8 Lemon Tree Growth Stages From Seed To Harvest

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If you’re new to growing fruit trees, the lemon tree is a great place to start. This tree loves damp air, moist soil, and full sun. When planted in ideal conditions, lemon trees require very little extra care, and they’re even somewhat forgiving of rookie mistakes, like accidental overwatering. If you’ve just purchased your first lemon tree, or if you’re thinking of starting your own lemon tree from seed, you’re probably wondering what to expect. So today, we’ll be exploring the lemon tree growth stages, from seed to harvest, to give you a better idea of what lies in store. 

Lemons are started from small, pale yellow, oval seeds, which sprout in 14 days on average. During your lemon tree’s first year, the plant will focus on root growth and foliage production. But during the second or third year, the plant will start blooming. Lemons are self-pollinating and fully mature trees can produce more than 100 pounds of lemons in one growing season.

Lemon tree growth stages, from seed to harvest.

Check out some of our favorite lemon tree varieties!

Stage 1: Seeds and seedlings

Most of the lemon trees that you find in nurseries and garden centers have been grafted. But it is possible to grow lemon trees from seeds. Oval in shape with a ridged texture, lemon seeds are white to pale yellow to green and measure around ⅓-inch in length. Storebought lemon seeds may not germinate depending on their variety. So, for best results, use seeds that have been purchased from a seed catalog. 

Sow a single lemon seed at a depth of ½-inch in a half-gallon pot. Be sure to use potting soil that has been designed for citrus trees. Tamp around the seed gently to remove air pockets, and water the seed well. Keeping the soil warm and moist is key during this lemon tree growth stage. So set the pot on a warm, sunny windowsill and water the soil regularly to keep it damp. Like asparagus seeds, lemon seeds can be slow to start. But you should see a green shoot peaking up out of the soil at around the 14-day mark. 

The first set of leaves your lemon seedling grows is seed leaves. These leaves help the plant kickstart the photosynthesis process and are soon followed by the seedling’s first set of true leaves. True leaves take the shape of the plant’s adult leaves but are much smaller. During this lemon tree growth stage, your lemon seedling will have shiny oval leaves with pointed tips and smooth edges. Your lemon seedling will grow fastest when the temperature stays between 70 and 80 degrees Fahrenheit.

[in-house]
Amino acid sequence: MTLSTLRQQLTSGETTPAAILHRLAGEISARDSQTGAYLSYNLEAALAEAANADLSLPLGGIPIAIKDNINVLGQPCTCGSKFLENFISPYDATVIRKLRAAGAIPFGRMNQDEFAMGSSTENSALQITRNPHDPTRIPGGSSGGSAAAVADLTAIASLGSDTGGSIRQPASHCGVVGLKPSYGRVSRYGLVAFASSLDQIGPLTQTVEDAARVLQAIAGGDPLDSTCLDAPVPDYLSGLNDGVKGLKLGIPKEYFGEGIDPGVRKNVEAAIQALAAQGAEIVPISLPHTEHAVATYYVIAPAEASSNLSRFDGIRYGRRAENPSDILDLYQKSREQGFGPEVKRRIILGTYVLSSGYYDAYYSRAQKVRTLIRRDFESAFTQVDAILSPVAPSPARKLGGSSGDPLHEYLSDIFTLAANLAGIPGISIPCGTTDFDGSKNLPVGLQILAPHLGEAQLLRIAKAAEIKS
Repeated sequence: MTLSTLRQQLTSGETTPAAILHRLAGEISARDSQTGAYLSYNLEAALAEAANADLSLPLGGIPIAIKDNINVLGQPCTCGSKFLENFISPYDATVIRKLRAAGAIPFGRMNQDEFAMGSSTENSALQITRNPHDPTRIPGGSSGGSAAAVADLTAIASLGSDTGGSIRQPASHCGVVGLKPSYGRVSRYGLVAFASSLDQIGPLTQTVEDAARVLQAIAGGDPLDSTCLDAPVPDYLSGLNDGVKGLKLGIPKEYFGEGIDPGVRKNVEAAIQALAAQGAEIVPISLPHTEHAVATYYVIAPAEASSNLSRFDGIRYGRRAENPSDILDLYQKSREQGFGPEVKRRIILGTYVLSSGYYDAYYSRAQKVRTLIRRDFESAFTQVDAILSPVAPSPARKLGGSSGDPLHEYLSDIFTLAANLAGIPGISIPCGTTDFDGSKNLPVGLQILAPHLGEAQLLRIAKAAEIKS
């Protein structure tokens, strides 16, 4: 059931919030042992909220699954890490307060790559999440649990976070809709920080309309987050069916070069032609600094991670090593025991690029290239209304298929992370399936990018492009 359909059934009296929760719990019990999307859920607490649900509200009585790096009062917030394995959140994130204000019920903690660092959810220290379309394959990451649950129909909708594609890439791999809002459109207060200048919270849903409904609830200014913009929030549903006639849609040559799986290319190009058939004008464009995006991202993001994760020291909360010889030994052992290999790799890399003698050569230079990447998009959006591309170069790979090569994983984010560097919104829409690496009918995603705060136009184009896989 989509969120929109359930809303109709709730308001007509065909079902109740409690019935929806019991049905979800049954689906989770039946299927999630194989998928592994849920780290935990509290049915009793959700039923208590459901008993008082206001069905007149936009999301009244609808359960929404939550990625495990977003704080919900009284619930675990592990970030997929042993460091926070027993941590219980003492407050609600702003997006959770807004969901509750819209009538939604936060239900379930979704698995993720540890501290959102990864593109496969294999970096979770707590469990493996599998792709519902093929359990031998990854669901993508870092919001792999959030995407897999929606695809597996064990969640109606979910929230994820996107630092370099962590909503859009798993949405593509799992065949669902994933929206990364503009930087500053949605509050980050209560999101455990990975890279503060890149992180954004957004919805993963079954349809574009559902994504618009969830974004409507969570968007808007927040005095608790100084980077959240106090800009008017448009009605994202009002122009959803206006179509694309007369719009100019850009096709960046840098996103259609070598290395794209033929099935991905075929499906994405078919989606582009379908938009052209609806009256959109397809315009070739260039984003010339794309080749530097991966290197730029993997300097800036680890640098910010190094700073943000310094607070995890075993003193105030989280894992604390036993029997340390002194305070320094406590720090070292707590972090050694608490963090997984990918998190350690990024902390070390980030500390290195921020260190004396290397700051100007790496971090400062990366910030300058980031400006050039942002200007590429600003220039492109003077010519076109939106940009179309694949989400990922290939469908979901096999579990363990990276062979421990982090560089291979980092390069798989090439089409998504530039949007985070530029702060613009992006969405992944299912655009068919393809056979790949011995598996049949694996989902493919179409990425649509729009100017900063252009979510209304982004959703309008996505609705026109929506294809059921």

Purchase lemon seeds from a seed catalog to maximize your chances of success.

Stage 2: Youth/Sapling

Lemon trees can take quite a while to get established, especially when they’re grown from seeds. Your lemon seedling may not reach the youth stage for 2 to 3 years. Only once your lemon tree measures 3 to 6 feet tall is it considered a sapling. If you’re hoping to enjoy fresh lemons in a season or two, consider purchasing an older tree. But, if you’re dedicated to seeing the lemon tree growth stages firsthand, prepare to be patient!

Young lemon plants need extra care during this period. Be sure to keep your lemon sapling out of the wind to prevent it from breaking in two. You’ll also need to protect the sapling from cold weather. Bring the plant indoors when the temperature drops below 40 degrees. Allowing your lemon sapling to sit out in cool weather for too long will severely stunt its growth. 

Stage 3: Maturation

During this lemon tree growth stage, your tree will grow deeper roots to help it reach the nutrients and moisture it needs to survive. It will also develop thicker foliage and a stronger trunk to help shuttle nutrients to all parts of the plant. Up until now, your lemon tree has probably looked scrawny and spindly. But once the plant starts getting established, it will fill out and start looking more like a tree. 

It’s important to fertilize your lemon tree during this stage of its development. Lemon trees are heavy feeders, especially when they’re growing. Like all other plants, lemon trees rely on nitrogen, phosphorous, and potassium in particular to maintain healthy growth. Although lemon trees require more nitrogen than phosphorous or potassium at this stage, they still need relatively low doses of nitrogen.